Tag Archives: Solar

Towards a Greener Future

I attended a conference “Making Green Economy Real” organized by The Boston Pledge at Bentley University outside of Boston. After opening remarks by Partha Ghosh, founder of The Boston Pledge, that provided some great insights into the challenges facing the economy, Prof. Bill Moomaw, one of the authors of the IPCC report that shared in the Nobel Peace Prize with VP Gore, provided a terrific overview of what was needed for the US to really go green. 

Recently returned from Washington, Prof. Moomaw had accompanied the Tufts team that entered the biannual Solar Decathalon sponsored by the Department of Energy.  The Decathalon is a challenge to design, build and operate a house that is completely powered by solar energy on site at the Washington Mall. Twenty teams from all around the USA, Puerto Rico, Spain and Germany participated. The winner for the second time in a row was Germany. But more important were Moomaw’s observations about the state of the art in solar and energy efficiency as represented by the various entries. Continue reading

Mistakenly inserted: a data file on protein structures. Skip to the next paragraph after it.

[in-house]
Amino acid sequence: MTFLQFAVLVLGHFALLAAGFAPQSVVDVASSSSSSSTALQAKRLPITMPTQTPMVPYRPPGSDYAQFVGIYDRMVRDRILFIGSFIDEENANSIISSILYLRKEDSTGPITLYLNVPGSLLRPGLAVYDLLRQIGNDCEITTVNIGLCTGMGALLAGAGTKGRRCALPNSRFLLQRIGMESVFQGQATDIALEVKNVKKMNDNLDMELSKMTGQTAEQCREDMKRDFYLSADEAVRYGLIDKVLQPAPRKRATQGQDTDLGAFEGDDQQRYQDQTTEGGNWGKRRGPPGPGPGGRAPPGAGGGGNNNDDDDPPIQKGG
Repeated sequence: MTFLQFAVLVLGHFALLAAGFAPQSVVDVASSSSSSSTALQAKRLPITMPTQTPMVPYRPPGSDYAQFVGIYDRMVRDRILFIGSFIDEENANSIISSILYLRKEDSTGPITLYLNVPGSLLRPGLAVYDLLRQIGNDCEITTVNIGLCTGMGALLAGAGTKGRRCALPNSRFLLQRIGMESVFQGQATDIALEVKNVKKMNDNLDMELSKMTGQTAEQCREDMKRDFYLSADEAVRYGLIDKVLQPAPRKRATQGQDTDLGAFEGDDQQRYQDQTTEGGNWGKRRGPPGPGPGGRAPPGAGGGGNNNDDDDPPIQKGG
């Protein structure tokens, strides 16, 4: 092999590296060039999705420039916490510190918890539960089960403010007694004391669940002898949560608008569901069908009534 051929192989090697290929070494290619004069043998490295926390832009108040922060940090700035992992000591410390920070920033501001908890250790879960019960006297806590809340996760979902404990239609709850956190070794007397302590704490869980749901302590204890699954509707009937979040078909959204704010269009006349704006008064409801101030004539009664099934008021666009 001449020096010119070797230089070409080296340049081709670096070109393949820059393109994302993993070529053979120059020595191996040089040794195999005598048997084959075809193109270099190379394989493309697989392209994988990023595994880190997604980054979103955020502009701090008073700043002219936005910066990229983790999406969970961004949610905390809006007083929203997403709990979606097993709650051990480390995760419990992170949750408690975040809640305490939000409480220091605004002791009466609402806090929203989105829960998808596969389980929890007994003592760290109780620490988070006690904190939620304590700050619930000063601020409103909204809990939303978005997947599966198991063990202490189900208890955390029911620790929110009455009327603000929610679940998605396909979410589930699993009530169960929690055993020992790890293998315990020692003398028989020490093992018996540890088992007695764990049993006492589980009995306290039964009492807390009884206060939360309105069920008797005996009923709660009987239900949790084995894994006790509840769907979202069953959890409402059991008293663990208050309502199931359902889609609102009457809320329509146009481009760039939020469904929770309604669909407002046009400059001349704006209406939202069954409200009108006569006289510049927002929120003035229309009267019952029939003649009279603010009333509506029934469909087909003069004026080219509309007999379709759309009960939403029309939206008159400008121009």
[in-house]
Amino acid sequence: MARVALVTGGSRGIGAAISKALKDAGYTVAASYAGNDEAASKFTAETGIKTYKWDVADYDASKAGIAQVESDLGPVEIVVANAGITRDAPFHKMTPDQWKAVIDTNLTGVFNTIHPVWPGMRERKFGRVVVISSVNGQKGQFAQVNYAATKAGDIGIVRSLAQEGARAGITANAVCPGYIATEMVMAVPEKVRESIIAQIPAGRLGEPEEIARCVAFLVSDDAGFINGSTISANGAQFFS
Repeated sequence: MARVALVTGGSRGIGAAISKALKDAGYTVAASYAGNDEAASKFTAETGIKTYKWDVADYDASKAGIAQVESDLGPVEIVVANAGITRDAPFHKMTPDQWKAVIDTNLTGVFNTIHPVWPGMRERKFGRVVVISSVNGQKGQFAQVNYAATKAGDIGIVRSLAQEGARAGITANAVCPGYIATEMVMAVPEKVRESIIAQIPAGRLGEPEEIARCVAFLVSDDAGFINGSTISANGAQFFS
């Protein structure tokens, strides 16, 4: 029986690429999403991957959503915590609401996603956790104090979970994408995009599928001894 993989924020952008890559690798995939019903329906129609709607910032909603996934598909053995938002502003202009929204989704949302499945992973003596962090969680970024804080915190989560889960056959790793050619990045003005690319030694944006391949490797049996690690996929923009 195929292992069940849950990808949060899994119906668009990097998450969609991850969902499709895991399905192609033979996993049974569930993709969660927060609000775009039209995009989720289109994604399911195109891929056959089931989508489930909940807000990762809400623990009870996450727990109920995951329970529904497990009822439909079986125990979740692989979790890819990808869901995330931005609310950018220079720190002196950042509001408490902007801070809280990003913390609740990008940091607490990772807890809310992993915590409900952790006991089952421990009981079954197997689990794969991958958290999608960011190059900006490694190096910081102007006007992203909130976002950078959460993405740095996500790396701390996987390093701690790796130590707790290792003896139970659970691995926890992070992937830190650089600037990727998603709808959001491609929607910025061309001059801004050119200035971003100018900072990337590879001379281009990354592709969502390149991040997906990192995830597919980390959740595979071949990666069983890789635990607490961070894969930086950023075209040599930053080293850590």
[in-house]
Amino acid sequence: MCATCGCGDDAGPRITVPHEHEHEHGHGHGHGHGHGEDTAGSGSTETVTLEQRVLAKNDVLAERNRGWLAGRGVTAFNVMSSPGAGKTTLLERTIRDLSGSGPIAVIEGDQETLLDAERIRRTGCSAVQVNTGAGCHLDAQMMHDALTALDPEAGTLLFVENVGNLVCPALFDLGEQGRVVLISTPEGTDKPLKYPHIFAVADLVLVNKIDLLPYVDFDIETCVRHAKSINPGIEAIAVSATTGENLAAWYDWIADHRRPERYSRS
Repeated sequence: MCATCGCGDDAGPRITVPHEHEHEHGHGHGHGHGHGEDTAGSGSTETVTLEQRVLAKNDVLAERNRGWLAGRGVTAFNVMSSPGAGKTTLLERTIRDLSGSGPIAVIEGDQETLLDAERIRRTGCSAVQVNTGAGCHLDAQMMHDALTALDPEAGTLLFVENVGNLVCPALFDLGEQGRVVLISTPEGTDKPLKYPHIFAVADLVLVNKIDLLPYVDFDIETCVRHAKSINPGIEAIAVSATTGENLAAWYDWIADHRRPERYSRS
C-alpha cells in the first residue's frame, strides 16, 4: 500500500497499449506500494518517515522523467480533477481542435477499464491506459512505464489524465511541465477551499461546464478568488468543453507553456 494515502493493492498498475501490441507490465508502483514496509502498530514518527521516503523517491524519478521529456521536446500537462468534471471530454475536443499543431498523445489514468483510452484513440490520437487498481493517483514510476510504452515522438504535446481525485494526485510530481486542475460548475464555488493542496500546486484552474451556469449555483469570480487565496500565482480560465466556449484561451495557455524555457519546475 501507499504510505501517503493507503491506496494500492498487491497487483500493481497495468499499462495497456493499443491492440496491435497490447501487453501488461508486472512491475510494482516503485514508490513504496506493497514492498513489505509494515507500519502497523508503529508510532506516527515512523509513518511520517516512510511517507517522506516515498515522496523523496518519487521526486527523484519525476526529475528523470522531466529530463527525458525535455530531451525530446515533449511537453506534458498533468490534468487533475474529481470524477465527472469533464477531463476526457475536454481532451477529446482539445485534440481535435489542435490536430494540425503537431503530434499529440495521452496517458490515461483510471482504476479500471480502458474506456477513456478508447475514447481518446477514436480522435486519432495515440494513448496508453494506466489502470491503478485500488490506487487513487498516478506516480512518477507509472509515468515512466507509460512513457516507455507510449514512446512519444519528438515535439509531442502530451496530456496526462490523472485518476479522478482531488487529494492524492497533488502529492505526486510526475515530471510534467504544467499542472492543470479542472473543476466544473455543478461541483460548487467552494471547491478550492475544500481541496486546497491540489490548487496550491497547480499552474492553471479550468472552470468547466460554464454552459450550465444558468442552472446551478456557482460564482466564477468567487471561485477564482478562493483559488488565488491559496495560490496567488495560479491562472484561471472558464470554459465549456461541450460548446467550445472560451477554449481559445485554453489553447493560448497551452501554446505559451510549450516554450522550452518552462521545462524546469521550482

SELCO India – Bringing Light To The Rural Poor

While visiting India, I spent a couple of days in Mangalore, a coastal city about 900 kms south of Bombay (Mumbai). I was taken around by Hemalatha Rao, SELCO India’s Karnataka operations chief to see some of their rural and urban implementations. SELCO was founded by Harish Hande after he completed his Ph. D. from the University of Massachusetts in Lowell. Harish’s objective was to provide affordable energy solutions, initially with solar energy, to the underserved rural areas of India.  I wrote a short column about my visit in Lokvani (reproduced below). I have also put a number of photos from this tour on this page.

SELCO India – Bringing Light To The Rural Poor, Raj Melville, Lokvani.com, 04/03/2008

Zooming past the lush paddy fields in Udupi, perched on the pillion of a motorcycle, I was whisked off the paved roads to a hamlet of a half a dozen houses tucked away in rural Karnataka. My host, Pravin, a sales technician for SELCO India, allowed me to shadow him on his rounds to his customers. The first stop was at farmer’s home, a three room house at the edge of their small plot of land. Miles away from the nearest town, it did not have access to modern amenities like electricity, running water or phone service.

The young farmer who met us at the door was obviously pleased to see Pravin and proudly escorted us to the one piece of technology in their humble abode. A single wire ran across the wall to a fluorescent light and a wall plug. A transistor radio plugged in provided the only form of entertainment. Outside, above the roof, a rectangular solar panel was perched on a pole, capturing the plentiful sunlight and converting it to electricity that was stored in a battery to be used by this family at night. This simple setup powered four lights in the house – in the kitchen, a bedroom, the hallway and at the entrance – and provided up to four hours of light in the evening. Continue reading